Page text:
Votes In Congress

September 12, 1993|By Roll Call Report Syndicate

Here is how members of Maryland's delegation on Capitol Hill were recorded on important roll-call votes last week:

Y: YES ... N: NO ... X: NOT VOTING

HOUSE: BURDEN SHARING

The House rejected, 195 for and 231 against, an amendment giving Japan, South Korea and Europe three years to assume the costs of U.S. troops based on their soil or lose the protection. Sponsors said more than half of U.S. military spending, including personnel costs, is for basing troops abroad. The amendment was offered to a $262.8 billion defense authorization bill (HR 2401) for fiscal 1994 that remained in debate.

A yes vote supported the amendment.

Y N X Member

. * . Bentley, Helen Delich, R-2nd

. * . Bartlett, Roscoe G., R-6th

* . . Cardin, Benjamin L., D-3rd

. * . Gilchrest, Wayne T., R-1st

Y N X Member

. * . Hoyer, Steny H. D-5th

* . . Wynn, Albert R., D-4th

. . * Mfume, Kweisi, D-7th

. * . Morella, Constance A., R-8th

HOUSE: MISSILE DEFENSE

By a vote of 202 for and 227 against, the House rejected an amendment to reduce ballistic missile defense (BMD) funding in fiscal 1994 from $3 billion proposed by the Armed Services Committee to $2.8 billion. The vote occurred during debate on HR 2401 (above). BMD is a new Pentagon umbrella term for the former Strategic Defense Initiative and the localized, ground-based Theater Missile Defense that includes weapons such as the Patriot.

A yes vote was to transfer $229 million from ballistic missile defense to peacetime conversion.

Y N X Member

. * . Bentley, Helen Delich, R-2nd

. * . Bartlett, Roscoe G., R-6th

* . . Cardin, Benjamin L., D-3rd

* . . Gilchrest, Wayne T., R-1st

Y N X Member

. * . Hoyer, Steny H. D-5th

* . . Wynn, Albert R., D-4th

* . . Mfume, Kweisi, D-7th

* . . Morella, Constance A., R-8th

HOUSE: D-5 MISSILE

By a vote of 183 for and 240 against, the House declined to strip HR 2401 (above) of $1.2 billion for building 295 more D-5 missiles for Trident II nuclear-equipped submarines. The missile was developed during the Cold War and is designed to penetrate hardened targets in the former Soviet Union. Savings from this amendment were to have gone to defense conversion programs.

Opponents said the D-5 missile and Trident II programs should be fully funded until the future stability of the former Soviet Union is assured.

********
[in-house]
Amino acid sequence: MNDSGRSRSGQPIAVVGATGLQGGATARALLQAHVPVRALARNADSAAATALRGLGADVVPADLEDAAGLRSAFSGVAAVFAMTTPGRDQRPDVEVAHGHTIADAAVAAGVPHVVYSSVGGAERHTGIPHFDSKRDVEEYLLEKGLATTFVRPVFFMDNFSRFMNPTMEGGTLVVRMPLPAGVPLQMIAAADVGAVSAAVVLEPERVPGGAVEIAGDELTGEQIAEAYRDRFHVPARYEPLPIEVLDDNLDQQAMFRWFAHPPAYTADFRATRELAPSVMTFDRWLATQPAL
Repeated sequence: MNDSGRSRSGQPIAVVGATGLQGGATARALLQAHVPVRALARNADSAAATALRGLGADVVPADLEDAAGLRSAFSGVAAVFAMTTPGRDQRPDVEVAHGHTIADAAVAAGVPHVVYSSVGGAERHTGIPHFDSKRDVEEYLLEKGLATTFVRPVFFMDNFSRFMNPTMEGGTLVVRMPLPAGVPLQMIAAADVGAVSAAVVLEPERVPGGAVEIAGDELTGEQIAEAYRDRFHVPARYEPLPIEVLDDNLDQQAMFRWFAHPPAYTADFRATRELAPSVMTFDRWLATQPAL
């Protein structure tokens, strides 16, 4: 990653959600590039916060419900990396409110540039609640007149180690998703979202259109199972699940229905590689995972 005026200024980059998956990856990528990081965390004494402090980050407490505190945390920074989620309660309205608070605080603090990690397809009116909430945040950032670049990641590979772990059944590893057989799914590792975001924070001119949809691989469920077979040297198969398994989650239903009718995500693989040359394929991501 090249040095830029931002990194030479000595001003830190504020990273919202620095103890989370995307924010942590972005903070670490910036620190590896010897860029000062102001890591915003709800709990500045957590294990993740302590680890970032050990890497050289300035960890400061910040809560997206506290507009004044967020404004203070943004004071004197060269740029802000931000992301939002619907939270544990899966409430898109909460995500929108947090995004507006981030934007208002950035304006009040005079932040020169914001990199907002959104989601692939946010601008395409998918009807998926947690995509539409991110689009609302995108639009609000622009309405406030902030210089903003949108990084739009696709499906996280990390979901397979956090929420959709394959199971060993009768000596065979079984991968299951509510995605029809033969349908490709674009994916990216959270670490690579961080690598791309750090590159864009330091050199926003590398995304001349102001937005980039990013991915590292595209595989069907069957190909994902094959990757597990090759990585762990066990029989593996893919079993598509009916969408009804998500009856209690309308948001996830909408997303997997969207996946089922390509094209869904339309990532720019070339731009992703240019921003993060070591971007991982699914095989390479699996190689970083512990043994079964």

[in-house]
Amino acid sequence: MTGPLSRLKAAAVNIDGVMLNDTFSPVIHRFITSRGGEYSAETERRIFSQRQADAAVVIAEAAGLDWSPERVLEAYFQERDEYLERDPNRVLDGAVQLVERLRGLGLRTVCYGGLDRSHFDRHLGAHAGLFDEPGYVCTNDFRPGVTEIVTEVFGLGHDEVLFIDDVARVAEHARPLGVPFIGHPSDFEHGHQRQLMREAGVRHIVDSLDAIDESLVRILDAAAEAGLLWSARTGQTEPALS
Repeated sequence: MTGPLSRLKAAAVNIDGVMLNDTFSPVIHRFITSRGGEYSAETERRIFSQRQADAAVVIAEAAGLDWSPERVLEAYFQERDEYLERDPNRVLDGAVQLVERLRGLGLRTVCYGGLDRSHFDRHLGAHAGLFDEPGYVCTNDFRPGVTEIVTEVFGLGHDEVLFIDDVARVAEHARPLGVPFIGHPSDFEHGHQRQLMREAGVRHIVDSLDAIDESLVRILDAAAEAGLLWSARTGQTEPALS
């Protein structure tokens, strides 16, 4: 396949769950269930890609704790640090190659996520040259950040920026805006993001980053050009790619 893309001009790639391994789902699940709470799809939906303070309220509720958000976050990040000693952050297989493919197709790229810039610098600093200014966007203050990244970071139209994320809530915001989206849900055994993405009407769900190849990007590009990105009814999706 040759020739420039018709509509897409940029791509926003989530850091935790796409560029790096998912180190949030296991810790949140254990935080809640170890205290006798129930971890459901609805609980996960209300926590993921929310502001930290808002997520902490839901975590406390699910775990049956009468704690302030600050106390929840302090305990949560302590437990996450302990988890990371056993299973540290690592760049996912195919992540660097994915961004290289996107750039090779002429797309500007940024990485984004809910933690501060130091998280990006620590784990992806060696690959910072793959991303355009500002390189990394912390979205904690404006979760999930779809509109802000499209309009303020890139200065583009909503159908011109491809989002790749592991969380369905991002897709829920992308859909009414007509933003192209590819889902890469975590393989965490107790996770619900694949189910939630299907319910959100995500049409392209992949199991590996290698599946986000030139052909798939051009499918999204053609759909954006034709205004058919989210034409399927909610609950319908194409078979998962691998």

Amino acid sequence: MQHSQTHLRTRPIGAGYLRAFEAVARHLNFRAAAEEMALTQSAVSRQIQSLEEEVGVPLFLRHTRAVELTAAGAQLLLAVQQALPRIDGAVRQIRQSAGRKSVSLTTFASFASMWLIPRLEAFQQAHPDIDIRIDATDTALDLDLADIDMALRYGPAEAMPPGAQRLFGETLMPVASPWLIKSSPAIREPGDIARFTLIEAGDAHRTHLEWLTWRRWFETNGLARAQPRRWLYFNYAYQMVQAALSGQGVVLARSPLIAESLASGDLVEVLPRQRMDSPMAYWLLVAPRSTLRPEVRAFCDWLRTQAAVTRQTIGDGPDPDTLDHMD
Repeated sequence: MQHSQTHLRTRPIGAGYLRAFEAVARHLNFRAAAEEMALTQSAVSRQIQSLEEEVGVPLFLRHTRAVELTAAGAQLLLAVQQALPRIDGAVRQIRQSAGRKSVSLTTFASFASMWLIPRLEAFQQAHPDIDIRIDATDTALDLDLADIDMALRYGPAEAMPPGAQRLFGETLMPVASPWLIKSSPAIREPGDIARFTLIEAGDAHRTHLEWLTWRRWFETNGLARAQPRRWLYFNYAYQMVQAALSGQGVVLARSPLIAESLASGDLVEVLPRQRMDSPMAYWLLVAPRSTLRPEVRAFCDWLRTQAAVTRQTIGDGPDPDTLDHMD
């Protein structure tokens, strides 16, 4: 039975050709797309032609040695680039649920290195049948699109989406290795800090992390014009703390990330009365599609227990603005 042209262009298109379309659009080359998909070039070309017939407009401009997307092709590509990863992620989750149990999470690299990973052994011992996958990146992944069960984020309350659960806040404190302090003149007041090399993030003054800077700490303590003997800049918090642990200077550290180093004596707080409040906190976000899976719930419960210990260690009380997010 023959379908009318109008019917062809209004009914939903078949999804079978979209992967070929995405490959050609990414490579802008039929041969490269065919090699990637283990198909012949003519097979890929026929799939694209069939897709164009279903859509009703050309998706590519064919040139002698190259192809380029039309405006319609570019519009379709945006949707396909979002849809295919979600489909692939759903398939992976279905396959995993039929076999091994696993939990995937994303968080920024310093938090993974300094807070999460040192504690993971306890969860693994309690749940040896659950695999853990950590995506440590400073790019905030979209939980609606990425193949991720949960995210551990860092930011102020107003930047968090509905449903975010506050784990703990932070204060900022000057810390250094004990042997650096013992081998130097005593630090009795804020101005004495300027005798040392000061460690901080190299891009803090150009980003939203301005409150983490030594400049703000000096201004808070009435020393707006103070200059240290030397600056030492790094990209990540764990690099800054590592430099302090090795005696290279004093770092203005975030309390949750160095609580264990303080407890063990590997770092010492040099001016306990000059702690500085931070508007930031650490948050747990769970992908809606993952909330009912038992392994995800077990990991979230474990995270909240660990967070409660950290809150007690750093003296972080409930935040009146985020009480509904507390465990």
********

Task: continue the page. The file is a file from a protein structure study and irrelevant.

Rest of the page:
?3 A yes vote was to kill the D-5 missile program.

Y N X Member

. * . Bentley, Helen Delich, R-2nd

. * . Bartlett, Roscoe G., R-6th

* . . Cardin, Benjamin L., D-3rd

* . . Gilchrest, Wayne T., R-1st

Y N X Member

. * . Hoyer, Steny H. D-5th

* . . Wynn, Albert R., D-4th

* . . Mfume, Kweisi, D-7th

* . . Morella, Constance A., R-8th

SENATE: TO CONFIRM DR. ELDERS

The Senate voted 65 for and 34 against to confirm Dr. Joycelyn Elders, a 59-year-old pediatrician, as U.S. surgeon general. The former Arkansas health director was controversial, in part, because of blunt statements about pregnancy prevention, abortion and the Catholic Church.

5) A yes vote was to confirm Dr. Elders.

N X Member

* . . Mikulski, Barbara A., D

* . . Sarbanes, Paul S., D

SENATE: NATIONAL SERVICE

By a vote of 57 for and 40 against, the Senate sent President Clinton a bill (HR 2010) to begin his national service program at a three-year cost of $1.5 billion. Persons 17 and older would perform 1,700 hours of community work in each of two years, in exchange for subsistence wages, health and child-care benefits and as much as $4,775 annually in vouchers for later job-training or higher education. An estimated 100,000 persons would take part over three years. A new federal agency would oversee state and local programs.

0$ A yes vote was to pass the bill.

N X Member

* . . Mikulski, Barbara A., D

* . . Sarbanes, Paul S., D

SENATE: GAYS IN THE MILITARY

By a vote of 33 for and 63 against, the Senate declined to remove restrictive language on gays from the fiscal 1994 defense authorization bill (S 1298). At issue was language writing into law a ban on gays in the military based on their sexual status as opposed to their conduct. It goes beyond President Clinton's "don't tell, don't ask, don't pursue" policy proposal.

A yes vote was to delete restrictive language from the bill so that President Clinton's policy on gays in the military can take hold.

Y N X Member

* . . Mikulski, Barbara A., D

* . . Sarbanes, Paul S., D

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